What is Social Engineering?

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So you already have up-to date virus protection and a firewall on your computer, locks on your home or business's windows and doors, and maybe you even have a security system with all the important alarms and alerts. No one has unauthorized access to your information, right? Not necessarily. Social engineering is on the increase, so it's important to understand what it is and how to avoid becoming a victim.

Social engineering is basically the "art" of getting people to drop their guard and reveal details or access that they'd usually refuse. An attacker uses human interaction, that is, their social skills, to obtain information. They may seem unassuming and respectable, but by asking questions, they may be able to gather enough details to steal an identity, access bank accounts, enter your home or workplace, or many other devastating scenarios.

Be Skeptical to Avoid Becoming a Victim:

  • Be very leery of unsolicited phone calls, visits, or email messages that request any type of personal or confidential information. Even if someone seems to know about you, your family or your employer, they could have obtained those details from a social networking site. For example, did someone post vacation pictures, the results of a ball game, or your spouse's name? Criminals can use small details to make you believe they are safe.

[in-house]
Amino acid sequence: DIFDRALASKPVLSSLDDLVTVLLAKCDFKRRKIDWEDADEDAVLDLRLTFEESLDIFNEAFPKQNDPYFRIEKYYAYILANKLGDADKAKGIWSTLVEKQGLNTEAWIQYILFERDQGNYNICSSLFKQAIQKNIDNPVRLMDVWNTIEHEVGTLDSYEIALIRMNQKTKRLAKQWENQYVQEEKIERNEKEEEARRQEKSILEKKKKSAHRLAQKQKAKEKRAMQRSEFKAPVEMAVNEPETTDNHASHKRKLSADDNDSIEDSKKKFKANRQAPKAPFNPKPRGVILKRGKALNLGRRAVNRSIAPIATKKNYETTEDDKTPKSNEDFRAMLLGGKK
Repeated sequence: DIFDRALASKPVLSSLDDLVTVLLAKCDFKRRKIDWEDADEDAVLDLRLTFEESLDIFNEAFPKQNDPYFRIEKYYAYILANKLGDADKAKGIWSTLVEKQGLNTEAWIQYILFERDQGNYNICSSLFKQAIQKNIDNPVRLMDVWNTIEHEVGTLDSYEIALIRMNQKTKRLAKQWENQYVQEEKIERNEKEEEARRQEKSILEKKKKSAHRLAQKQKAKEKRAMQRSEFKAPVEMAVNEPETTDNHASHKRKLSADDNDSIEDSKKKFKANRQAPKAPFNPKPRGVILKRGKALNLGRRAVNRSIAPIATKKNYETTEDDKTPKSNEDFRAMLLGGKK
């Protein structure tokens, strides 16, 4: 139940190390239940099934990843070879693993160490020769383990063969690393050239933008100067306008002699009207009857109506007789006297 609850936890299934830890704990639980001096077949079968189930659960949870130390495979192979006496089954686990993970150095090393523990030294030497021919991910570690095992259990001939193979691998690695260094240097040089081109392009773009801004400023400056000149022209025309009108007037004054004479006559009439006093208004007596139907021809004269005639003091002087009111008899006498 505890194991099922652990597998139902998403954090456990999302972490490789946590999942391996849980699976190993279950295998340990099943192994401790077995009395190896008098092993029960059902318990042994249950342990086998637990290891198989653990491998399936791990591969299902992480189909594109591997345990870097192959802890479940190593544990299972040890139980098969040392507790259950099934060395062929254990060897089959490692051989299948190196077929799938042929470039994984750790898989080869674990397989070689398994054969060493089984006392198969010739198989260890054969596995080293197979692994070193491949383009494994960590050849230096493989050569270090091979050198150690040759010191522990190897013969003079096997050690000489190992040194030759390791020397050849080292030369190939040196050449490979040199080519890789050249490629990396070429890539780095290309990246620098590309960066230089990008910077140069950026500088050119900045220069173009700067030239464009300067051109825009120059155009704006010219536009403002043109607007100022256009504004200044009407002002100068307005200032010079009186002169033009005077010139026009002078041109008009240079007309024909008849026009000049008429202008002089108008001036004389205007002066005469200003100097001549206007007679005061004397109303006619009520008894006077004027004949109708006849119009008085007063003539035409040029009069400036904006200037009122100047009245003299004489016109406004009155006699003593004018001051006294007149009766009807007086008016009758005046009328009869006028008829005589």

• Do not give sensitive information to anyone unless you are sure that they are indeed who they claim to be and that they should have access to the information. NEVER share passwords, Personal Identification Numbers (PIN) or access codes.
  • Do not provide information about your employer, including its employees or networks, unless you are certain of a person's authority to have the information.
  • Do not reveal personal or financial information in email, and do not respond to email solicitations.
  • Don't send sensitive information over the Internet before confirming the website's security.
  • If you are unsure whether an email request is legitimate, try to verify it by contacting the company directly. Do not use contact information provided on a website connected to the request; instead, check your previous statements for contact information.

What if you think you might already be a victim of Social Engineering?

  • If you believe you might have revealed sensitive information about your employer, report it to management. They can contact the appropriate staff to be on alert for suspicious or unusual activity.
  • If your financial accounts may be compromised, contact your financial institution immediately and watch for any unexplainable charges to your account.
  • Change your passwords and make sure that you DO NOT use the same password for multiple resources. Be sure not to use the compromised password in the future.
  • Watch for other signs of identity theft, such as missing mail, errors on your credit report, or unexpected phone calls about money owed.
  • Consider reporting the attack to the police and file a report with the Federal Trade Commission.